WW: I think I had that they were 15’s and 14s for the side – I think it’s still on the Zildjian website like that.
Craig: No, my main ones are 15s and my X-hats are 16s
WW: I had 14 inch Z Custom Masters down for the kit diagram.
Craig: No they used to be! Now my X hats are 16’s!
WW: So what are you doing to get your sound now? You mentioned the snare drum earlier today.
Craig: You know it’s like guitar players. And this goes for anybody man – So much of what a person sounds like is so much in the digits man. It’s in the hands. It’s in the way you attack, the way you hit. For drummers it’s the way you lay it down and it’s who you are and how you fuckin’ hit. Zakk can pick up any guitar and it sounds like Zakk – it’s in his mitts, man. Like John Bonham dude, you could put him on a set of Tamas or Pearls or whatever with his heads and pedals and it sounds like fucking Bonzo. Period.
WW: Now the Pearl deal, is that relatively new or were you using Pearl back on the Penchant tour. I thought you were using Tama.
Craig: I wasn’t even endorsed yet when I started on that tour. That was Zakk’s deal. He had the deal with Pearl and he actually owns that other kit.
WW: Zakk has a deal with Pearl?
Craig: Yeah! *Laughs*
WW: He’s got a deal with everyone! James mentioned that Zakk even has a deal with Marshall for even the bass cabs and amps.
Craig: Yeah he has a deal with pretty much everybody *Laughs* But yeah, it was his deal and I was playing a Premier kit that I had bought that I had used for years - which I still have. Immediately during that tour I met the Pearl guys and they were super, super cool. They made the offer. Initially a 70% off deal for me, which was the best fucking thing I had ever heard of in my life at the time! All the years of playing, I used to play so many gigs that it cost me money to play’em!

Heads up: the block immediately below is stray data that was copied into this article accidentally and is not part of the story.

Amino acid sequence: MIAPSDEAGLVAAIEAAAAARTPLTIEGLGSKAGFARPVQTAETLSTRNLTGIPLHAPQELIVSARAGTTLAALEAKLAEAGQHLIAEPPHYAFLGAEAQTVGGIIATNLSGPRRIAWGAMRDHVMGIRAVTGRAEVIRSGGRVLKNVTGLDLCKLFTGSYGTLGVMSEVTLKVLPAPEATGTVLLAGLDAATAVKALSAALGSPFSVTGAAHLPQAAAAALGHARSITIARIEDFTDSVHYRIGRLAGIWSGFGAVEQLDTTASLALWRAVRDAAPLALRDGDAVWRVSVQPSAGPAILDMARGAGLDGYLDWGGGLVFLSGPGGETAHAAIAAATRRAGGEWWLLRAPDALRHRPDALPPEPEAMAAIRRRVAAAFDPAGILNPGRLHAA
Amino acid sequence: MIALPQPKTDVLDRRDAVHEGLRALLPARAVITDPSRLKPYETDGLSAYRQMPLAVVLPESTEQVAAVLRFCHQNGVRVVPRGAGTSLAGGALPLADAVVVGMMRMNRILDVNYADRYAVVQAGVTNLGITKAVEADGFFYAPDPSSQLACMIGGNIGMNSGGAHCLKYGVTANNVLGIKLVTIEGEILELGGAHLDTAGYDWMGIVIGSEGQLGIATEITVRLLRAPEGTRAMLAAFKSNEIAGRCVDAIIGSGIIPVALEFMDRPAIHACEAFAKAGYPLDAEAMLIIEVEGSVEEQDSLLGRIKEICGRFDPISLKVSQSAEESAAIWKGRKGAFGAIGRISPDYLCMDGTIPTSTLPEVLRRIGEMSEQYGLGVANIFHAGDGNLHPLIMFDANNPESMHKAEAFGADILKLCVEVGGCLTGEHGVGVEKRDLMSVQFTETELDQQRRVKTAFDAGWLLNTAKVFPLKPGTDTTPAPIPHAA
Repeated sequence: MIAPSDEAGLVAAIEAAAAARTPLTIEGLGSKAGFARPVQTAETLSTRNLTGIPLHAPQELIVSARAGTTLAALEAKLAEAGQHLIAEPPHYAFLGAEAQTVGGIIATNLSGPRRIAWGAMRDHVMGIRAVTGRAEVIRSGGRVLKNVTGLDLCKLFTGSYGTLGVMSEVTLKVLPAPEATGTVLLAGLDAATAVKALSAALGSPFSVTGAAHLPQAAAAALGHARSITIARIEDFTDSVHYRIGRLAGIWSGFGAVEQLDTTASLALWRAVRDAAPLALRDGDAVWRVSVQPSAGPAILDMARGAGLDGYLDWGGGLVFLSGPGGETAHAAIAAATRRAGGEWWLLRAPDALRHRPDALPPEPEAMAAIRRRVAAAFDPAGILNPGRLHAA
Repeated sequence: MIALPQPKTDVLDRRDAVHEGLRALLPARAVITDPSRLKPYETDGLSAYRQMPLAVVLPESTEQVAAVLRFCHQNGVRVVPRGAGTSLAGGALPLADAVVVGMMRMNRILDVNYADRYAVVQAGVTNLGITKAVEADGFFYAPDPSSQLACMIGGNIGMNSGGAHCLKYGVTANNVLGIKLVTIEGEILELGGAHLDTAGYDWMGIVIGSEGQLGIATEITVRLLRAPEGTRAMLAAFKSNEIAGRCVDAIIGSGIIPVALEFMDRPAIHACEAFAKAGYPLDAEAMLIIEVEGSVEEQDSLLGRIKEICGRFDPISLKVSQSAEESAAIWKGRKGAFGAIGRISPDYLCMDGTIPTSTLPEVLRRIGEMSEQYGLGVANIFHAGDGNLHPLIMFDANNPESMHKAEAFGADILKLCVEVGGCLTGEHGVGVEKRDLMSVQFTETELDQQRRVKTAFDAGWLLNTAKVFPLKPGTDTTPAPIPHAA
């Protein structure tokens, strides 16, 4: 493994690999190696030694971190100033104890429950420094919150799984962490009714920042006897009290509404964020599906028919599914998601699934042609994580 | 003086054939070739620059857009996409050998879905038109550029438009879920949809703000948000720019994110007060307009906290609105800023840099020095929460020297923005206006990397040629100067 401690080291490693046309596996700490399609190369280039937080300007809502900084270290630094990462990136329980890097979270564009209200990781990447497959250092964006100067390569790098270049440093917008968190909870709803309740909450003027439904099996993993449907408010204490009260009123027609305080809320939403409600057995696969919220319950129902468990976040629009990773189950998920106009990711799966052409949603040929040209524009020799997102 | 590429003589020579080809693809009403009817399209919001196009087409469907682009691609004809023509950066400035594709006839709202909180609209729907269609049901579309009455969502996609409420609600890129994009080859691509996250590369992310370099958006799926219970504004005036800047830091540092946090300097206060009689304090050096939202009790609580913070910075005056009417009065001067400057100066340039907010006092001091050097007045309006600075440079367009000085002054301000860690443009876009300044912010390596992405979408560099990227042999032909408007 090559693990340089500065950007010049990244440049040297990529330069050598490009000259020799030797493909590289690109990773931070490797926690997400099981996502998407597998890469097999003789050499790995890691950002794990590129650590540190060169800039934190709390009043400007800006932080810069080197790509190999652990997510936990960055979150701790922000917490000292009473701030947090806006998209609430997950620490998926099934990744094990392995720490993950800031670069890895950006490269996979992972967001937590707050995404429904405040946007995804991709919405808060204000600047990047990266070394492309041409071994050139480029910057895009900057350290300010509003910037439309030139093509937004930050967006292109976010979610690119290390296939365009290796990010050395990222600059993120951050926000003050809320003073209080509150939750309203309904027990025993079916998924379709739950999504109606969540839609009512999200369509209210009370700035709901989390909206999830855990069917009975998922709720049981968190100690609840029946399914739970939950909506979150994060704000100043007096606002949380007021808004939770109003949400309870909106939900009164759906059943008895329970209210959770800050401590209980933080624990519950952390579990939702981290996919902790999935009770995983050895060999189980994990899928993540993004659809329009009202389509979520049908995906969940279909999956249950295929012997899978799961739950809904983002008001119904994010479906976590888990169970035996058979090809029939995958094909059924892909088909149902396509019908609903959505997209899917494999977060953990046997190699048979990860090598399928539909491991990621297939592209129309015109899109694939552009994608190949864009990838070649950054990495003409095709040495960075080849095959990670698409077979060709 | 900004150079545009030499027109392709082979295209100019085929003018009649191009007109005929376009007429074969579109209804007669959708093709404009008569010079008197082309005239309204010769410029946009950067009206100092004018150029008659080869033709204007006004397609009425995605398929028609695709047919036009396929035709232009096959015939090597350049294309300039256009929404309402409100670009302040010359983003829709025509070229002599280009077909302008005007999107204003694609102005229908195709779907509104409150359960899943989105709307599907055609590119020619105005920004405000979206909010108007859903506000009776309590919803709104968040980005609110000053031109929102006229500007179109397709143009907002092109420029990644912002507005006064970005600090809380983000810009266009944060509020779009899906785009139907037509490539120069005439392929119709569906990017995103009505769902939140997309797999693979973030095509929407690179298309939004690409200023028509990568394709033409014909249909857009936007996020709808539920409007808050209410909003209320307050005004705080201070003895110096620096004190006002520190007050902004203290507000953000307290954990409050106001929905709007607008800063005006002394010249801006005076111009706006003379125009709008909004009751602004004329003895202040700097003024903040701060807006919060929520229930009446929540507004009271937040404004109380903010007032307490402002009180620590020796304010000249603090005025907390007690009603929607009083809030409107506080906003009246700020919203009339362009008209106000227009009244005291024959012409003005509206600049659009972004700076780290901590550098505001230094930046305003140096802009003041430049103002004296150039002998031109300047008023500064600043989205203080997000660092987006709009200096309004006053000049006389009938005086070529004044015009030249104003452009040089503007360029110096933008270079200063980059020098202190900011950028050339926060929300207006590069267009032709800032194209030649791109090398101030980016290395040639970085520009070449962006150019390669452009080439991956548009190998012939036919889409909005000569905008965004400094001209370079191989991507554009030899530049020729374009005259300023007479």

WW: Drums are expensive!
Craig: Yeah dude! I’d go to Pawn shops or my drum guy to buy the cheapest fucking cymbal to make the gig that night and then end up breaking the cymbal that night. So it’s expensive shit! It was such a blessing after years of busting my ass to finally get some help. You know? They offered me the deal – they said look man, 70 off and we’ll give you pedals and whatever. They basically started it and when I needed something I’d make the phone call and they’d send it out. They’d never charge me for anything. So as we’ve gone along the guys have made it like “Look, whatever you need.” I haven’t even re-upped my deal or signed anything or anything like that. I don’t make money off of anything. I’m not even looking to. That’s not the way it works man. Those guys take care of me and I endorse their shit. I use everything Pearl except my snare. Well actually now I do have an Eric Singer model which I love as my back-up.